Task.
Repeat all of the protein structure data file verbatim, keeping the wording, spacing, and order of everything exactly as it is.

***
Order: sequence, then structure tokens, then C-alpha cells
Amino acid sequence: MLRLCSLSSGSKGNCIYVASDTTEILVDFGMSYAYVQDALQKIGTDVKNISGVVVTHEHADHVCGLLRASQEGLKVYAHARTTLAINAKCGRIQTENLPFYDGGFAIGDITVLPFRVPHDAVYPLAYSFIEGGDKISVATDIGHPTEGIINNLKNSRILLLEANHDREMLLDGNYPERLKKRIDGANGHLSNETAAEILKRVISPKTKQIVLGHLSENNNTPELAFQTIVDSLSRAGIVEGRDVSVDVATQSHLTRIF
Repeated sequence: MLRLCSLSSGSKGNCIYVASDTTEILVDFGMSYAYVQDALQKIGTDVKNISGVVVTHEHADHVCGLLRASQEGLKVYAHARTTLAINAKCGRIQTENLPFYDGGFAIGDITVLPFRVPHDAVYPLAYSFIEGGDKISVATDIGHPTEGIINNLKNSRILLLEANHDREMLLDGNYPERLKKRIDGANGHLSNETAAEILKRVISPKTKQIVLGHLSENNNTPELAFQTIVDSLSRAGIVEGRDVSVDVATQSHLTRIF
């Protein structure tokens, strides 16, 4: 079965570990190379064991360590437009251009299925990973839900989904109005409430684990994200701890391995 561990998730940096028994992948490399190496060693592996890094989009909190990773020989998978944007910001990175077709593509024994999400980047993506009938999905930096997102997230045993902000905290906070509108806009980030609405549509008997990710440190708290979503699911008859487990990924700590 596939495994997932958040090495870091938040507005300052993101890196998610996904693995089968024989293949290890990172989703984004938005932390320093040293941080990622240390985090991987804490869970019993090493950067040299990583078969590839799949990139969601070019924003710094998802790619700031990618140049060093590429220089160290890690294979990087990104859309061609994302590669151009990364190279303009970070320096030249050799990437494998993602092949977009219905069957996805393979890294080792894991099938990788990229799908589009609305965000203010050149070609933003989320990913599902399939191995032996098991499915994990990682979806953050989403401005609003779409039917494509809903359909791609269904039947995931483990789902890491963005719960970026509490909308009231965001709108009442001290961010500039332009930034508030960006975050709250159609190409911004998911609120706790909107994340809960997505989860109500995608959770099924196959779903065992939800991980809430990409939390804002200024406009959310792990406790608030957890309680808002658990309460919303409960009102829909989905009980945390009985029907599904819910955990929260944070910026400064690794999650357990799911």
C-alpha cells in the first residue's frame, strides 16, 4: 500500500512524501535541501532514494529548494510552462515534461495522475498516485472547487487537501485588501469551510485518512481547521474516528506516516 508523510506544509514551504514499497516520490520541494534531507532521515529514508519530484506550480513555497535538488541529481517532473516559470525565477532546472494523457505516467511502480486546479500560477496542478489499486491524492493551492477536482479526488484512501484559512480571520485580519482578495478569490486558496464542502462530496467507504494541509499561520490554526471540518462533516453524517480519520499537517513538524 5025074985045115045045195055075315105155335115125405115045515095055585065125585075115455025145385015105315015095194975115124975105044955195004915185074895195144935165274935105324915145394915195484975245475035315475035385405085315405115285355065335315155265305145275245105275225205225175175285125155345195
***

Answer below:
Order: sequence, then structure tokens, then C-alpha cells
Amino acid sequence: MLRLCSLSSGSKGNCIYVASDTTEILVDFGMSYAYVQDALQKIGTDVKNISGVVVTHEHADHVCGLLRASQEGLKVYAHARTTLAINAKCGRIQTENLPFYDGGFAIGDITVLPFRVPHDAVYPLAYSFIEGGDKISVATDIGHPTEGIINNLKNSRILLLEANHDREMLLDGNYPERLKKRIDGANGHLSNETAAEILKRVISPKTKQIVLGHLSENNNTPELAFQTIVDSLSRAGIVEGRDVSVDVATQSHLTRIF
Repeated sequence: MLRLCSLSSGSKGNCIYVASDTTEILVDFGMSYAYVQDALQKIGTDVKNISGVVVTHEHADHVCGLLRASQEGLKVYAHARTTLAINAKCGRIQTENLPFYDGGFAIGDITVLPFRVPHDAVYPLAYSFIEGGDKISVATDIGHPTEGIINNLKNSRILLLEANHDREMLLDGNYPERLKKRIDGANGHLSNETAAEILKRVISPKTKQIVLGHLSENNNTPELAFQTIVDSLSRAGIVEGRDVSVDVATQSHLTRIF
């Protein structure tokens, strides 16, 4: 079965570990190379064991360590437009251009299925990973839900989904109005409430684990994200701890391995 561990998730940096028994992948490399190496060693592996890094989009909190990773020989998978944007910001990175077709593509024994999400980047993506009938999905930096997102997230045993902000905290906070509108806009980030609405549509008997990710440190708290979503699911008859487990990924700590 596939495994997932958040090495870091938040507005300052993101890196998610996904693995089968024989293949290890990172989703984004938005932390320093040293941080990622240390985090991987804490869970019993090493950067040299990583078969590839799949990139969601070019924003710094998802790619700031990618140049060093590429220089160290890690294979990087990104859309061609994302590669151009990364190279303009970070320096030249050799990437494998993602092949977009219905069957996805393979890294080792894991099938990788990229799908589009609305965000203010050149070609933003989320990913599902399939191995032996098991499915994990990682979806953050989403401005609003779409039917494509809903359909791609269904039947995931483990789902890491963005719960970026509490909308009231965001709108009442001290961010500039332009930034508030960006975050709250159609190409911004998911609120706790909107994340809960997505989860109500995608959770099924196959779903065992939800991980809430990409939390804002200024406009959310792990406790608030957890309680808002658990309460919303409960009102829909989905009980945390009985029907599904819910955990929260944070910026400064690794999650357990799911």
C-alpha cells in the first residue's frame, strides 16, 4: 500500500512524501535541501532514494529548494510552462515534461495522475498516485472547487487537501485588501469551510485518512481547521474516528506516516 508523510506544509514551504514499497516520490520541494534531507532521515529514508519530484506550480513555497535538488541529481517532473516559470525565477532546472494523457505516467511502480486546479500560477496542478489499486491524492493551492477536482479526488484512501484559512480571520485580519482578495478569490486558496464542502462530496467507504494541509499561520490554526471540518462533516453524517480519520499537517513538524 5025074985045115045045195055075315105155335115125405115045515095055585065125585075115455025145385015105315015095194975115124975105044955195004915185074895195144935165274935105324915145394915195484975245475035315475035385405085315405115285355065335315155265305145275245105275225205225175175285125155345195